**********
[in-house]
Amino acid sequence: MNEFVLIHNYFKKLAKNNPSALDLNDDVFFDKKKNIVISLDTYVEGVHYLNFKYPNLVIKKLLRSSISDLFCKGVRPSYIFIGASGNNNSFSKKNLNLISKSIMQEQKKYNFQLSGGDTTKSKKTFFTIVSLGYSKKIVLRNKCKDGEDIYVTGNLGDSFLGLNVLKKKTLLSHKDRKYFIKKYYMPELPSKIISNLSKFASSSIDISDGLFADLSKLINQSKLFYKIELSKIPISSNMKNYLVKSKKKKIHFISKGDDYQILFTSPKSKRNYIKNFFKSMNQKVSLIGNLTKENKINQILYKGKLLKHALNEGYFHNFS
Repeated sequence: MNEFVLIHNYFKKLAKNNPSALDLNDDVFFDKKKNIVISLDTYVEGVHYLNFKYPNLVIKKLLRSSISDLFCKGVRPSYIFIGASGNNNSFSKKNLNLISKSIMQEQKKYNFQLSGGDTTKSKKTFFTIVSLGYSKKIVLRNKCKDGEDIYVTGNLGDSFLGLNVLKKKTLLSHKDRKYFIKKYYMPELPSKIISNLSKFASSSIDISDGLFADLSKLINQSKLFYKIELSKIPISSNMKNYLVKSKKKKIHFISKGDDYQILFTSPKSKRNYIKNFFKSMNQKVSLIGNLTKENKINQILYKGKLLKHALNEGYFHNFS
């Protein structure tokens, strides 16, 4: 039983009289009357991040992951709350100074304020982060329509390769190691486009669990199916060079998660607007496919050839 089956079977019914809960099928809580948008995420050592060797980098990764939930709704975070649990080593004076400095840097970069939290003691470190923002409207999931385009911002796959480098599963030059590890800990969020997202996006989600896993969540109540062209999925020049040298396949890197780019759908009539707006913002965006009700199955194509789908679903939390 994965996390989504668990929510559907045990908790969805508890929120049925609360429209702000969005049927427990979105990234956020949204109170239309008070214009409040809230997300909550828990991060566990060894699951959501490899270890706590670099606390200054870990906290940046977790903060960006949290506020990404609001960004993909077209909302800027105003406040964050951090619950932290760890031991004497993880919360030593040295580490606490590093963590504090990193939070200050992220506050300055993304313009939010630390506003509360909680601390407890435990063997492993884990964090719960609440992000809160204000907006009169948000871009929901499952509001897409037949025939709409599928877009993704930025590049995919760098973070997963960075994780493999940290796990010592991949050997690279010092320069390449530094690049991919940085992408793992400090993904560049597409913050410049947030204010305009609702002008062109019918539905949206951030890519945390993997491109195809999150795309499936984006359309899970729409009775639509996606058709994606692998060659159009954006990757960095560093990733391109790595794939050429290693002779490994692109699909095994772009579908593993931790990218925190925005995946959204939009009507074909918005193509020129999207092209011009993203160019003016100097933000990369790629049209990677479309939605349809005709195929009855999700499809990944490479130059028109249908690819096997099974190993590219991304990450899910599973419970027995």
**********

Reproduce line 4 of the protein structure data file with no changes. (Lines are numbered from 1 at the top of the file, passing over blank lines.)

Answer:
């Protein structure tokens, strides 16, 4: 039983009289009357991040992951709350100074304020982060329509390769190691486009669990199916060079998660607007496919050839 089956079977019914809960099928809580948008995420050592060797980098990764939930709704975070649990080593004076400095840097970069939290003691470190923002409207999931385009911002796959480098599963030059590890800990969020997202996006989600896993969540109540062209999925020049040298396949890197780019759908009539707006913002965006009700199955194509789908679903939390 994965996390989504668990929510559907045990908790969805508890929120049925609360429209702000969005049927427990979105990234956020949204109170239309008070214009409040809230997300909550828990991060566990060894699951959501490899270890706590670099606390200054870990906290940046977790903060960006949290506020990404609001960004993909077209909302800027105003406040964050951090619950932290760890031991004497993880919360030593040295580490606490590093963590504090990193939070200050992220506050300055993304313009939010630390506003509360909680601390407890435990063997492993884990964090719960609440992000809160204000907006009169948000871009929901499952509001897409037949025939709409599928877009993704930025590049995919760098973070997963960075994780493999940290796990010592991949050997690279010092320069390449530094690049991919940085992408793992400090993904560049597409913050410049947030204010305009609702002008062109019918539905949206951030890519945390993997491109195809999150795309499936984006359309899970729409009775639509996606058709994606692998060659159009954006990757960095560093990733391109790595794939050429290693002779490994692109699909095994772009579908593993931790990218925190925005995946959204939009009507074909918005193509020129999207092209011009993203160019003016100097933000990369790629049209990677479309939605349809005709195929009855999700499809990944490479130059028109249908690819096997099974190993590219991304990450899910599973419970027995």